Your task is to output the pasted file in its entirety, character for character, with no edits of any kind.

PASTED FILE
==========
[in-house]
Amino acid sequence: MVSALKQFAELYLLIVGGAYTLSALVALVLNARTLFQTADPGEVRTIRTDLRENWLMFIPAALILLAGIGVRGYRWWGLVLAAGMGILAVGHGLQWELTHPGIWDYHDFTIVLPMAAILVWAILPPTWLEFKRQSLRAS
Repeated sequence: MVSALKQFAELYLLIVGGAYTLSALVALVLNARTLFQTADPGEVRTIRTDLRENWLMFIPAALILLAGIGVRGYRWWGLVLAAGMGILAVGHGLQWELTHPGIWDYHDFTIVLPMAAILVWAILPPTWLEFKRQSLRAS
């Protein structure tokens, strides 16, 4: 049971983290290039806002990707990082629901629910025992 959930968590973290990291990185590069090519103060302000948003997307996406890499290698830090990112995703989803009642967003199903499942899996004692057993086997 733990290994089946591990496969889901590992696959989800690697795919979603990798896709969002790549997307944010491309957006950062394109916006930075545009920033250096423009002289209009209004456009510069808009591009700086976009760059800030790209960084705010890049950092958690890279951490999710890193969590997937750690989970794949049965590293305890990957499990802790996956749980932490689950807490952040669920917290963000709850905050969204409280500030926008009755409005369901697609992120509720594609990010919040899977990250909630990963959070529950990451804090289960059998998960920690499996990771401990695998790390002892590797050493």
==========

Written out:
[in-house]
Amino acid sequence: MVSALKQFAELYLLIVGGAYTLSALVALVLNARTLFQTADPGEVRTIRTDLRENWLMFIPAALILLAGIGVRGYRWWGLVLAAGMGILAVGHGLQWELTHPGIWDYHDFTIVLPMAAILVWAILPPTWLEFKRQSLRAS
Repeated sequence: MVSALKQFAELYLLIVGGAYTLSALVALVLNARTLFQTADPGEVRTIRTDLRENWLMFIPAALILLAGIGVRGYRWWGLVLAAGMGILAVGHGLQWELTHPGIWDYHDFTIVLPMAAILVWAILPPTWLEFKRQSLRAS
């Protein structure tokens, strides 16, 4: 049971983290290039806002990707990082629901629910025992 959930968590973290990291990185590069090519103060302000948003997307996406890499290698830090990112995703989803009642967003199903499942899996004692057993086997 733990290994089946591990496969889901590992696959989800690697795919979603990798896709969002790549997307944010491309957006950062394109916006930075545009920033250096423009002289209009209004456009510069808009591009700086976009760059800030790209960084705010890049950092958690890279951490999710890193969590997937750690989970794949049965590293305890990957499990802790996956749980932490689950807490952040669920917290963000709850905050969204409280500030926008009755409005369901697609992120509720594609990010919040899977990250909630990963959070529950990451804090289960059998998960920690499996990771401990695998790390002892590797050493």